RISE AmeriCorps members and staff helped interpret for students in four languages: Arabic, Swahili, Tigrinya, and Kunama. Halima helped the students who spoke Arabic follow along with content.
“The students all successfully completed the program and they were so excited to finish,” Halima said. “We also have plans to open another similar program in the future for the public, not just the Oakridge residents.”
RISE AmeriCorps members were also instrumental in translating and delivering vaccine facts to immigrants and refugees so they could make informed decisions. Oakridge Neighborhood’s outreach included calling clients and creating surveys to gauge thoughts on the vaccine. They then cleared up misconceptions and dispersed translated vaccine information from the CDC and local health departments.
Halima said that learning the facts in their language as well as hearing about others in their community getting vaccinated helped encourage many clients to seek out the vaccine at their clinic.
At least 240 people were vaccinated with Pfizer at Oakridge Neighborhood and UnityPoint’s vaccine clinic. They’re now nearly fully vaccinated and protected against COVID-19 after the two doses on April 10 and May 1.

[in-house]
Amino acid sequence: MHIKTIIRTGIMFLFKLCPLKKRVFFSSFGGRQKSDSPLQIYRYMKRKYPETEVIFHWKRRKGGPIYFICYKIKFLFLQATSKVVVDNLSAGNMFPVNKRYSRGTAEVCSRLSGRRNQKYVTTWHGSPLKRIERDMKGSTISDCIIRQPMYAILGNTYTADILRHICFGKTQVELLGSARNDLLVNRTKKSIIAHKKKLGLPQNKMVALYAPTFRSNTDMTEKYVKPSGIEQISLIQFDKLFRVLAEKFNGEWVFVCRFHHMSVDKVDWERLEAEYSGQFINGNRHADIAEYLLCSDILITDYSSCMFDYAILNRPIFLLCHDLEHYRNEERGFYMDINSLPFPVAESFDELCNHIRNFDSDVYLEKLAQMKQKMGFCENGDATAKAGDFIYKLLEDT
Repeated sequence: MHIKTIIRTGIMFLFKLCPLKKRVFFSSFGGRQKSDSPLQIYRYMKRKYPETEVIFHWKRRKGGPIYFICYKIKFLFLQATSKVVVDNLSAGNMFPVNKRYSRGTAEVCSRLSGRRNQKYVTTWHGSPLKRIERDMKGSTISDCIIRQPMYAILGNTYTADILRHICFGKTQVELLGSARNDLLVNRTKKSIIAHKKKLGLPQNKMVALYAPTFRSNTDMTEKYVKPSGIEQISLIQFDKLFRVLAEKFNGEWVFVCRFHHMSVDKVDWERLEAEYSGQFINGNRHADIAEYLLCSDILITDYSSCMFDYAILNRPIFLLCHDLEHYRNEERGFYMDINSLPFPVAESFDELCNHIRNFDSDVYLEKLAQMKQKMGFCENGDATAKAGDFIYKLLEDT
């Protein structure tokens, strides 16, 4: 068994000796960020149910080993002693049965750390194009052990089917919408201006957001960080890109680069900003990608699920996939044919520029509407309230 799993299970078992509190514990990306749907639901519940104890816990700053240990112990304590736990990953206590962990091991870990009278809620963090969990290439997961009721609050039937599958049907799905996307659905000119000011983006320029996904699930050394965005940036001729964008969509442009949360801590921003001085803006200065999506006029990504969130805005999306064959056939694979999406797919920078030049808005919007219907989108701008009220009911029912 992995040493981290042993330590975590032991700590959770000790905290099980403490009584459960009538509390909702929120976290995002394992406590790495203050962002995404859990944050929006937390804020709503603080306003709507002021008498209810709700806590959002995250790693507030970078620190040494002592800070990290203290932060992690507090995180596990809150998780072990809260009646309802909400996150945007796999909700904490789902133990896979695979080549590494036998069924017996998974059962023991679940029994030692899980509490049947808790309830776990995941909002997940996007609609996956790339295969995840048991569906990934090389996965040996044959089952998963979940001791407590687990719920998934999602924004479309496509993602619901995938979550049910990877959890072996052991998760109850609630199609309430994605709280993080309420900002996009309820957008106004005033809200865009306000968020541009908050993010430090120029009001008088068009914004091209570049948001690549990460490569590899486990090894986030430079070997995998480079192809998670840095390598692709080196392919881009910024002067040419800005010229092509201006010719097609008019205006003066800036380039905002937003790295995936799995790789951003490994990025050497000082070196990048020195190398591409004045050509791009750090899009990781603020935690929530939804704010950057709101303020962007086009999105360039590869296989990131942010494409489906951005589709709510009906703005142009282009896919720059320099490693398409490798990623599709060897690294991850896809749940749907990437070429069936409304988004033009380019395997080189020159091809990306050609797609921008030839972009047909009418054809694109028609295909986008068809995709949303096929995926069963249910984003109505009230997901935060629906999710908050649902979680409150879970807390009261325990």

“To be honest, at first [clients] were like ‘no no no’ to the vaccine,” Halima said. “But by the end of our efforts, we ended up having waitlists for the vaccine.
Story by Julia DiGiacomo
For former AmeriCorps RISE Member Kar Meh, empowering immigrants and refugees with EMBARC Waterloo has become a family endeavor. After successfully completing her AmeriCorps term in 2020, she encouraged her two younger siblings to join the IT Navigator Program as volunteers. Now the family works together to improve the prospects of refugees from Burma in Waterloo.
Kar inspired her 14-year-old brother Klaw Reh and 16-year-old sister Su Meh to follow in her footsteps after volunteering with EMBARC throughout high school as both a youth navigator and RISE member. Kar is also signed up to mentor volunteers for the IT Navigator Program.
“My sister definitely motivated me to join,” Klaw said. “She told me it was a great opportunity.”
Klaw and Su now assist refugees learning to use computers and the internet through the IT Navigator Program. As Youth Technology Navigators, they joined a secondary cohort of student volunteers. After extensive training sessions, they teach basic technology skills needed for modern life in the U.S. to peers and their community.
Su said she and her brother also are currently creating videos on topics such as the U.S. educational and grading systems so that refugee parents can stay involved in their children’s education. Klaw and Su’s bilingual English and Karenni skills have been critical for connecting with and educating clients.